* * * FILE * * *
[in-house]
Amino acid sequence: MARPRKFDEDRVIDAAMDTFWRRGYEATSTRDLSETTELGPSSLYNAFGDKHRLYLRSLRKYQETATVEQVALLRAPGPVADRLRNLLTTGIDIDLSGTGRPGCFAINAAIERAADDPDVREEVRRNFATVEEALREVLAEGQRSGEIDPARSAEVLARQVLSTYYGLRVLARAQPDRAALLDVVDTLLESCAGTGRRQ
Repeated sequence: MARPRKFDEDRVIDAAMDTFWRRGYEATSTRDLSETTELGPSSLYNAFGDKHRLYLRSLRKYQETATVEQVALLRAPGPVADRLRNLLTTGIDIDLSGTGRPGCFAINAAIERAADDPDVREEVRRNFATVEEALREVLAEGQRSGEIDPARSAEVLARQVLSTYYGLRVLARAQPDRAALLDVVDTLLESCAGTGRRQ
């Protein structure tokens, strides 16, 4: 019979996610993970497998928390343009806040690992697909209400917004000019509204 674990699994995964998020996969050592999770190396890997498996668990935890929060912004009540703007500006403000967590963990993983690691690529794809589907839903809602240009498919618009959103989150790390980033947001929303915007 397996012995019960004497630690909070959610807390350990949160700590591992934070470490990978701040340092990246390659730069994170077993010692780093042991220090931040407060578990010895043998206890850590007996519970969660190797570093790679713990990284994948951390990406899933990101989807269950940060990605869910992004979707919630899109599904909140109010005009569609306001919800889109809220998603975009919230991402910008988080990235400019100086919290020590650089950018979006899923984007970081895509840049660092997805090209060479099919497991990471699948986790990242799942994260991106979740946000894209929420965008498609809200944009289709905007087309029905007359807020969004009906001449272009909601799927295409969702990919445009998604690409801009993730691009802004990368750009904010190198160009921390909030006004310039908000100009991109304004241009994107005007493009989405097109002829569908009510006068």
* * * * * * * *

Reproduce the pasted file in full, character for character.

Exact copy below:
[in-house]
Amino acid sequence: MARPRKFDEDRVIDAAMDTFWRRGYEATSTRDLSETTELGPSSLYNAFGDKHRLYLRSLRKYQETATVEQVALLRAPGPVADRLRNLLTTGIDIDLSGTGRPGCFAINAAIERAADDPDVREEVRRNFATVEEALREVLAEGQRSGEIDPARSAEVLARQVLSTYYGLRVLARAQPDRAALLDVVDTLLESCAGTGRRQ
Repeated sequence: MARPRKFDEDRVIDAAMDTFWRRGYEATSTRDLSETTELGPSSLYNAFGDKHRLYLRSLRKYQETATVEQVALLRAPGPVADRLRNLLTTGIDIDLSGTGRPGCFAINAAIERAADDPDVREEVRRNFATVEEALREVLAEGQRSGEIDPARSAEVLARQVLSTYYGLRVLARAQPDRAALLDVVDTLLESCAGTGRRQ
């Protein structure tokens, strides 16, 4: 019979996610993970497998928390343009806040690992697909209400917004000019509204 674990699994995964998020996969050592999770190396890997498996668990935890929060912004009540703007500006403000967590963990993983690691690529794809589907839903809602240009498919618009959103989150790390980033947001929303915007 397996012995019960004497630690909070959610807390350990949160700590591992934070470490990978701040340092990246390659730069994170077993010692780093042991220090931040407060578990010895043998206890850590007996519970969660190797570093790679713990990284994948951390990406899933990101989807269950940060990605869910992004979707919630899109599904909140109010005009569609306001919800889109809220998603975009919230991402910008988080990235400019100086919290020590650089950018979006899923984007970081895509840049660092997805090209060479099919497991990471699948986790990242799942994260991106979740946000894209929420965008498609809200944009289709905007087309029905007359807020969004009906001449272009909601799927295409969702990919445009998604690409801009993730691009802004990368750009904010190198160009921390909030006004310039908000100009991109304004241009994107005007493009989405097109002829569908009510006068």